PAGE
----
Mark Coombe is officially South Africa’s reigning pizza making champion. And it’s the chef’s Cornish heritage that led to his winning this year’s Global Pizza Challenge SA 2021 and beating 12 other finalists for the top prize.
He explains the inspiration for this winning creation.
“I decided to create a sort of heritage-based pizza from my original home town in the UK – a small seaside town called Newquay in Cornwall. There is a lot of freshly grown produce in the area so I made my pizza sauce base from pumpkin and parsnip to be a little different from the norm. For me this represented the earth.
“My toppings were homemade pork and leek sausage. This is very traditional in the UK and I am a big fan of different and fun flavoured sausages – this represented the land; anchovies – this represented the fish as Newquay has an active fishing harbour; kale – this represented the seaweed from the sea; cheddar cheese – a traditional mature flavoured cheese that reminds me of Britain and Parmesan – not really English, but I wanted the flavour of this cheese present on the pizza.”
Born in England, Coombe has more than 20 years’ experience in the catering industry – from working in a bakery from the age of 15, running chalets in the French Alps, to becoming the executive chef of two successful restaurants in the UK.
“I was then given the chance to come to South Africa and while here I ran my own restaurant for two years and then consulted.”
Since 2013, the genial Cornishman has been the principal at the Pretoria campus of Capsicum Culinary Studio, South Africa’s leading culinary institute and which is, he explains, one of the reasons he made the decision to enter the competition.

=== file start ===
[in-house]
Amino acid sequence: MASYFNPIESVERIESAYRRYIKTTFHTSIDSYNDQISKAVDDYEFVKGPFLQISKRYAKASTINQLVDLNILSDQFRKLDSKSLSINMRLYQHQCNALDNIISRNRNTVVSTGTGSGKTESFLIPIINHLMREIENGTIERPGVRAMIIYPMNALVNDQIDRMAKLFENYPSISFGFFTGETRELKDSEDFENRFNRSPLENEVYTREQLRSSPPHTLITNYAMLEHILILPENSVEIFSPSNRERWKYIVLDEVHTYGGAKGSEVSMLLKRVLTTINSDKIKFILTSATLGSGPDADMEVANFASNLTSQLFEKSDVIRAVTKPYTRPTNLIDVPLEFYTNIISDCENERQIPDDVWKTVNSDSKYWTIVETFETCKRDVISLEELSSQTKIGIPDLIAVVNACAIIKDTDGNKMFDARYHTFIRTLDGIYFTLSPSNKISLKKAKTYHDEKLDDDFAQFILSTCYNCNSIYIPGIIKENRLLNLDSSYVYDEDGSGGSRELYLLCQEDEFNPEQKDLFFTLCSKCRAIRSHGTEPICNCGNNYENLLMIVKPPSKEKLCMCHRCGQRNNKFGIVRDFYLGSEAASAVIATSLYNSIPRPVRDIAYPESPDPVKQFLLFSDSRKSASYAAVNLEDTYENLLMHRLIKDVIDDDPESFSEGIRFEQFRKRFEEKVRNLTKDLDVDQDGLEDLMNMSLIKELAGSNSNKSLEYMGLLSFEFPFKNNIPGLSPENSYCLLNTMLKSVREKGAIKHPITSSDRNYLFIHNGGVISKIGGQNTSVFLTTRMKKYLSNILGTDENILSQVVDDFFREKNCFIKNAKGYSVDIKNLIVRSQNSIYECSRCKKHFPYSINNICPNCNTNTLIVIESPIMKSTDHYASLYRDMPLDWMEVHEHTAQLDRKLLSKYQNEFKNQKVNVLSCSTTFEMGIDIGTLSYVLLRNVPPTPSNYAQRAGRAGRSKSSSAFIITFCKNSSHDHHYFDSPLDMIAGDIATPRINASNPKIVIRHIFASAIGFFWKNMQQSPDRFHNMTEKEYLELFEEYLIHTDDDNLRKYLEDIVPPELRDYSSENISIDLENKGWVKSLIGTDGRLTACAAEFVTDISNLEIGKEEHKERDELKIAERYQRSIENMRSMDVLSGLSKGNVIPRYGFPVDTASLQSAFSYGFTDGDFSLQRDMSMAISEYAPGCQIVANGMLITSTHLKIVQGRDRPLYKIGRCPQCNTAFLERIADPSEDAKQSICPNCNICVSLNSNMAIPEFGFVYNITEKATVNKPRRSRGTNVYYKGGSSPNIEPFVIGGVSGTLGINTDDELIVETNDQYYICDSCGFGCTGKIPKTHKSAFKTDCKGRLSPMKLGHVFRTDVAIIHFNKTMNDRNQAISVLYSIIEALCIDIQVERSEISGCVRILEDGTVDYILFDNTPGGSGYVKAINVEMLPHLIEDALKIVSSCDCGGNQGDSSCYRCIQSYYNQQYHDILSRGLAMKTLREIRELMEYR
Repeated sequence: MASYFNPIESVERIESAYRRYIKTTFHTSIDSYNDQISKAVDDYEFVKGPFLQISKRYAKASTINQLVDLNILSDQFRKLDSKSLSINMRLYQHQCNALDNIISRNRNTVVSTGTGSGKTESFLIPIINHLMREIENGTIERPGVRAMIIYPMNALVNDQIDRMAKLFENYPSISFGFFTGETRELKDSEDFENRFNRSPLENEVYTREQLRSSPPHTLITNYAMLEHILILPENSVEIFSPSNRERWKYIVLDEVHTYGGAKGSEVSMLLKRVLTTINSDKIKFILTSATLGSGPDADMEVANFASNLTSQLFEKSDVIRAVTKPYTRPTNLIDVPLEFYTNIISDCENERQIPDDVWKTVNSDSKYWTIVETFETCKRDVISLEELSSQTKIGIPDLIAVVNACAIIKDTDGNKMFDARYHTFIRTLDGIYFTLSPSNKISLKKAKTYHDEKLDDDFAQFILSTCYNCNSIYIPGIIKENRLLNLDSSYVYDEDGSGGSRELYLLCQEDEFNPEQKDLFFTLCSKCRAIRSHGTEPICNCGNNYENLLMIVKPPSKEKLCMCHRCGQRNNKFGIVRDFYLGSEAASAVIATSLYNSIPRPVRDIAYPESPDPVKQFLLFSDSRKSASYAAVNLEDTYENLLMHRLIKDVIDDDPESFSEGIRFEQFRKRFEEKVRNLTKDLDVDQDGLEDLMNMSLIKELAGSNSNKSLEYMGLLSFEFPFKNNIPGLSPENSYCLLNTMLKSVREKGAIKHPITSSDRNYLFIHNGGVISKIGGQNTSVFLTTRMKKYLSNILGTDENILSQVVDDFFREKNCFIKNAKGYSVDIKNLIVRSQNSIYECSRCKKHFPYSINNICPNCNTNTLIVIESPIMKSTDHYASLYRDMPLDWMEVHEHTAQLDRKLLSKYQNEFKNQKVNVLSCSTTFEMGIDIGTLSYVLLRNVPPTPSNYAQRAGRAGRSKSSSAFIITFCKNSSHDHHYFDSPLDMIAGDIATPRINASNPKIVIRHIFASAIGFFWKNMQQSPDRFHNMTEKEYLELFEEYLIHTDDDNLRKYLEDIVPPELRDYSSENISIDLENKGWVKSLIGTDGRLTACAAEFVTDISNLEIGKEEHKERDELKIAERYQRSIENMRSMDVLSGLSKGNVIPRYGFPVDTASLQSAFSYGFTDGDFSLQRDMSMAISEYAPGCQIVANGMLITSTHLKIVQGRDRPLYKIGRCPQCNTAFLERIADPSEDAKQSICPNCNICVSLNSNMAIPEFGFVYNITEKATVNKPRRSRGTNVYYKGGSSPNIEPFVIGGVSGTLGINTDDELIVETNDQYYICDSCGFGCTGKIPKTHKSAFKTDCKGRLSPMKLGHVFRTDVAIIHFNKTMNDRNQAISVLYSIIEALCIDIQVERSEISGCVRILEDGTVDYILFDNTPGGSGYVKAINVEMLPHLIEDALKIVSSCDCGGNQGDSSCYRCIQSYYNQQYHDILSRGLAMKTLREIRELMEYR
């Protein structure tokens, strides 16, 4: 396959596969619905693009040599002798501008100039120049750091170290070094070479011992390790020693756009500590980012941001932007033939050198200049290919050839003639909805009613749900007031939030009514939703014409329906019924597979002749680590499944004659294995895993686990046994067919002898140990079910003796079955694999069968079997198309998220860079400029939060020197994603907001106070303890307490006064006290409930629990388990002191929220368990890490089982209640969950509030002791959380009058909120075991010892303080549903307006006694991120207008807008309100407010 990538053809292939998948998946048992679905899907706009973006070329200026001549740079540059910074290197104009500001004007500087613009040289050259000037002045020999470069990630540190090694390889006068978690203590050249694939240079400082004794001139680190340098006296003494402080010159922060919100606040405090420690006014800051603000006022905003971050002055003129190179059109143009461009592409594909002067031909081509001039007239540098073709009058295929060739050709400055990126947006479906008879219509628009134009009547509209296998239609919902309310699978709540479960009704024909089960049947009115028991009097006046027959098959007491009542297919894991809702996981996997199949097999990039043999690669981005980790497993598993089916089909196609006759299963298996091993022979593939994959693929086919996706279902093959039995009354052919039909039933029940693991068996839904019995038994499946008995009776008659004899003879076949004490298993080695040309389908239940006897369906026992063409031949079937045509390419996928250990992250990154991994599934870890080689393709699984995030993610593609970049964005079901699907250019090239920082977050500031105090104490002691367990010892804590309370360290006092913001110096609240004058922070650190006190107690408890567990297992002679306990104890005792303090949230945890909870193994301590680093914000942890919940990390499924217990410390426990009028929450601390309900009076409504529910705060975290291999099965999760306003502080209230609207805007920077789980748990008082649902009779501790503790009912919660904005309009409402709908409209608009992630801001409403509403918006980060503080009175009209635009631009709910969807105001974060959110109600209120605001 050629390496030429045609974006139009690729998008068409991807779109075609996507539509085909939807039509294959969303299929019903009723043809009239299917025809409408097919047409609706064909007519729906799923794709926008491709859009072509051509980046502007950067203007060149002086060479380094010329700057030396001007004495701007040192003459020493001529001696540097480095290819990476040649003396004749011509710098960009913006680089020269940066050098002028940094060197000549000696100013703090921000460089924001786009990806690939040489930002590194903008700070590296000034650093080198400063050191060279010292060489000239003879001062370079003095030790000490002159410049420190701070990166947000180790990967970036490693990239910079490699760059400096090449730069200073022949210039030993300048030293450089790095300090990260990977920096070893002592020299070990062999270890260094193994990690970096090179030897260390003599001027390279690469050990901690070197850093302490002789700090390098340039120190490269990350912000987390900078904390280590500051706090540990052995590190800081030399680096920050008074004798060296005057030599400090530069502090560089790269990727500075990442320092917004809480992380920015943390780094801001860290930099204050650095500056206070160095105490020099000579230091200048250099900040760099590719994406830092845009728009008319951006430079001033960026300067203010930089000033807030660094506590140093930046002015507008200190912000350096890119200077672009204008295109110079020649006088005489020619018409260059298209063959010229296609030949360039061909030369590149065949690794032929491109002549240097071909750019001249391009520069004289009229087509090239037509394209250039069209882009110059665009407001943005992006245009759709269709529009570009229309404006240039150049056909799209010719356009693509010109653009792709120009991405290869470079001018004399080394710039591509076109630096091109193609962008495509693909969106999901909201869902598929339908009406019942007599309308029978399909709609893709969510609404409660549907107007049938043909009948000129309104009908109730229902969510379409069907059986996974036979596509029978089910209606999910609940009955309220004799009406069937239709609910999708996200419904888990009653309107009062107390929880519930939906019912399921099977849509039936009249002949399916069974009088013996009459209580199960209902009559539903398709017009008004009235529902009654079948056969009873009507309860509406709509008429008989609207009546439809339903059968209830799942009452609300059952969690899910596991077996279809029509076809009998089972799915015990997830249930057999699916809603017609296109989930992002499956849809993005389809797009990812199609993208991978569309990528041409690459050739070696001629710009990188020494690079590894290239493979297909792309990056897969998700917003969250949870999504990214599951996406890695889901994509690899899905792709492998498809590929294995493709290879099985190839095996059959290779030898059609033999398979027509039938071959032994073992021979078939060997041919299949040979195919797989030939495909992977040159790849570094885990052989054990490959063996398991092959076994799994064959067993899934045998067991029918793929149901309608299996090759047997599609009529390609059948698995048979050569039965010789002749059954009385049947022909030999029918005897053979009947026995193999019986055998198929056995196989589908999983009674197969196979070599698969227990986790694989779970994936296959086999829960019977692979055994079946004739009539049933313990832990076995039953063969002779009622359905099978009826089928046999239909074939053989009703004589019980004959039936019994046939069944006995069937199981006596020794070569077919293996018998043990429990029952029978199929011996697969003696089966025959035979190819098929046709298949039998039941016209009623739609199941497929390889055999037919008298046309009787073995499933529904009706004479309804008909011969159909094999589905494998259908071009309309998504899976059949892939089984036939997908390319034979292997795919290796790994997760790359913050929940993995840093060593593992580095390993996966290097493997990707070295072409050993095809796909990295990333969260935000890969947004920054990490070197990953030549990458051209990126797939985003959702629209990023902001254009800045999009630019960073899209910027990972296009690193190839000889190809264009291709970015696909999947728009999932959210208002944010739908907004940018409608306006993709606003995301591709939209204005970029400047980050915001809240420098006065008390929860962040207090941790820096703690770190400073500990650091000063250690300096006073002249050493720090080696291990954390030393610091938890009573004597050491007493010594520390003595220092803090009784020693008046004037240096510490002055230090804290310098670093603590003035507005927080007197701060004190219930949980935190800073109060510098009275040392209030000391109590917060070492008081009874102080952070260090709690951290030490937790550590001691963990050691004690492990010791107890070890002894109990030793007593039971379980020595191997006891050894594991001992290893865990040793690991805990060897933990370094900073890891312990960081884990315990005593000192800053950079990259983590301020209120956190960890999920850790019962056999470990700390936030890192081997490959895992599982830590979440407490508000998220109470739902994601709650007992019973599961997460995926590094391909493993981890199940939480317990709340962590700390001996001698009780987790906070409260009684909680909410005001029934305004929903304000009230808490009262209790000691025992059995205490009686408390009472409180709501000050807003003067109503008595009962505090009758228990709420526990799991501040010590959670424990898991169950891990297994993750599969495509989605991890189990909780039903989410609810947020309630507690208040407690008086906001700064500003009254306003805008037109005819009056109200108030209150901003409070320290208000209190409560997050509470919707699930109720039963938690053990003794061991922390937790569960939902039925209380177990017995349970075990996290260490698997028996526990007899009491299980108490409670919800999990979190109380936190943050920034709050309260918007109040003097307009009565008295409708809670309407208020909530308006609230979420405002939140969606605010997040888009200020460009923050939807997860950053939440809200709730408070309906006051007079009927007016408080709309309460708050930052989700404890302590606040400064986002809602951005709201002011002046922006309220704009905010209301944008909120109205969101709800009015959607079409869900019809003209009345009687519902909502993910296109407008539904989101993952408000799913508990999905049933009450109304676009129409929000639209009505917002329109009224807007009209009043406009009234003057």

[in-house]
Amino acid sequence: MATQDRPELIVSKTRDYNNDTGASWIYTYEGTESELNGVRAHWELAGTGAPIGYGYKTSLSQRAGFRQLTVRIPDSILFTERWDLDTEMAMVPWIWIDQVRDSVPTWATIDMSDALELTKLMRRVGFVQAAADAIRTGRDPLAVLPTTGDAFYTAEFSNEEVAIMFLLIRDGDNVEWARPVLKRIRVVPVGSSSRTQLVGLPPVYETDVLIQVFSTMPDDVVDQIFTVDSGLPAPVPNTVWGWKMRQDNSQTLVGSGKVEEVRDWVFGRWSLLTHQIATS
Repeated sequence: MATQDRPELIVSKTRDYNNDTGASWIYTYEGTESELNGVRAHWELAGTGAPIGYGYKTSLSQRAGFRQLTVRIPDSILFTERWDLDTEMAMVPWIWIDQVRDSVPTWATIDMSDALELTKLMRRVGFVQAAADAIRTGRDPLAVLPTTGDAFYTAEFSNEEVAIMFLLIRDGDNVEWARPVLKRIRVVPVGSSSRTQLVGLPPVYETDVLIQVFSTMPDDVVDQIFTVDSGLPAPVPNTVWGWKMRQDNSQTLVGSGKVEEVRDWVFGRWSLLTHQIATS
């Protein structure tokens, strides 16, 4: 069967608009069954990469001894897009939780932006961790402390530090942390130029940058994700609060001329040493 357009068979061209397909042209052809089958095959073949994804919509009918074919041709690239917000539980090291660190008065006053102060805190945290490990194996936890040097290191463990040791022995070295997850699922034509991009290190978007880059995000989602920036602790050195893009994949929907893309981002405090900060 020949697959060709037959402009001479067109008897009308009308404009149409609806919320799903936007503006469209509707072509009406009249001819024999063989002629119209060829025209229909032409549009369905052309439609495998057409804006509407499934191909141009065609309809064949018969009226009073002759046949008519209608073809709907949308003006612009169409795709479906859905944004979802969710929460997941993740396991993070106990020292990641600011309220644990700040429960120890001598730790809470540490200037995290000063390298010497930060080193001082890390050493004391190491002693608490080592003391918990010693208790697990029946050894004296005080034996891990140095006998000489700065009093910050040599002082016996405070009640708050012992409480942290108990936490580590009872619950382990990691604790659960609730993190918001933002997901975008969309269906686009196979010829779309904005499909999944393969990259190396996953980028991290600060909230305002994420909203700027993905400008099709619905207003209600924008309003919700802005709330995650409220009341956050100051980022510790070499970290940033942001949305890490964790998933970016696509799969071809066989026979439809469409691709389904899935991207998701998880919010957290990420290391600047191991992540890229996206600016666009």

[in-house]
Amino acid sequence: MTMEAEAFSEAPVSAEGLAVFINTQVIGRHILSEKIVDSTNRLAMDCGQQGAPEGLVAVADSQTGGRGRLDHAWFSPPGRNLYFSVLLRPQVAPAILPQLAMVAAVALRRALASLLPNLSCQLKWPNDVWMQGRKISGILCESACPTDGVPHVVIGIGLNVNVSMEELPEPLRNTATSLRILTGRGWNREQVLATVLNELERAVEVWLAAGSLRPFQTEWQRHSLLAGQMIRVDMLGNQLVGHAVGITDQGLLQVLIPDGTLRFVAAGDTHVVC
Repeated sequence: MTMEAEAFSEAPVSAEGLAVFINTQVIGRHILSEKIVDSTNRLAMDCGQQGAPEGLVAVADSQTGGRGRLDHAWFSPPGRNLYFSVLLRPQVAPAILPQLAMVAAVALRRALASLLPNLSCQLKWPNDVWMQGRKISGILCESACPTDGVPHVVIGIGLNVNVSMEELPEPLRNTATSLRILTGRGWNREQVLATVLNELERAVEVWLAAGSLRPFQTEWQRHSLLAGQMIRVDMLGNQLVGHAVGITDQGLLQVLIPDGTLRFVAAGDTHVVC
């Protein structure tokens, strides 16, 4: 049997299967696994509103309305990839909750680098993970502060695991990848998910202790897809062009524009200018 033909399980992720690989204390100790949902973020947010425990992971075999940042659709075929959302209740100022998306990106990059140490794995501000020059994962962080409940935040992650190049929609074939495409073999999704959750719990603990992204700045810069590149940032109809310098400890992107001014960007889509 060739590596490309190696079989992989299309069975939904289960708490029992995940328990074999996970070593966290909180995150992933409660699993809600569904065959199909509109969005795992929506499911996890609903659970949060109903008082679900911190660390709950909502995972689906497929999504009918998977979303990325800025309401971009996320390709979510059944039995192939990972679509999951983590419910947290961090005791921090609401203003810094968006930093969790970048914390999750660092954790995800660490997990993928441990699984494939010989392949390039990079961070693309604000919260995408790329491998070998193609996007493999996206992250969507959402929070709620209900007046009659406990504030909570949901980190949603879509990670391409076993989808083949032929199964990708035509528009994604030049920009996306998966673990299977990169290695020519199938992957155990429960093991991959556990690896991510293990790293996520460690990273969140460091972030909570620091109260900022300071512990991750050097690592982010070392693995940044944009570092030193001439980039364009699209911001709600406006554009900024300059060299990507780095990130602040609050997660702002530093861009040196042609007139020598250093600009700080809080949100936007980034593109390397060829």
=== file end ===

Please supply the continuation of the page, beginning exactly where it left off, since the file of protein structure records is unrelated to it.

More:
“I thought it would be good fun to enter and also to encourage our students to enter as well. If they see someone like myself, or their lecturer, enter a competition it could give them that final push to do the same.”
Coombe shares his top tips for making a great pizza:
- You have to have a decent dough to start with. It must be homemade and left to prove two to three times to incorporate air into the dough.
- Use quality ingredients for your topping.
- Don’t use too many toppings otherwise you will confuse your palate. It is the less is more principle.
- Don’t pile your toppings on so much that you can’t actually eat the pizza. It will baffle your palate and they will also fall off.
What does he say to those who are agog that an Englishman has been crowned the country’s champion pizza maker?
“Pizza in the UK is very popular and, anyway, people around the world have tailormade pizzas to their own palates. I know the Italians prefer less toppings and opt to keep it simple but as long as you don’t over complicate your pizza, it will be delicious.”
Does pineapple belong on pizza? “Absolutely not … next.”
Anything else he wouldn’t add? “Banana!”
Coombe says he will put the prize money towards his family’s annual December holiday: “And while we won’t have pizza on Christmas Day, I see myself having to recreate my winning dish for family and friends.”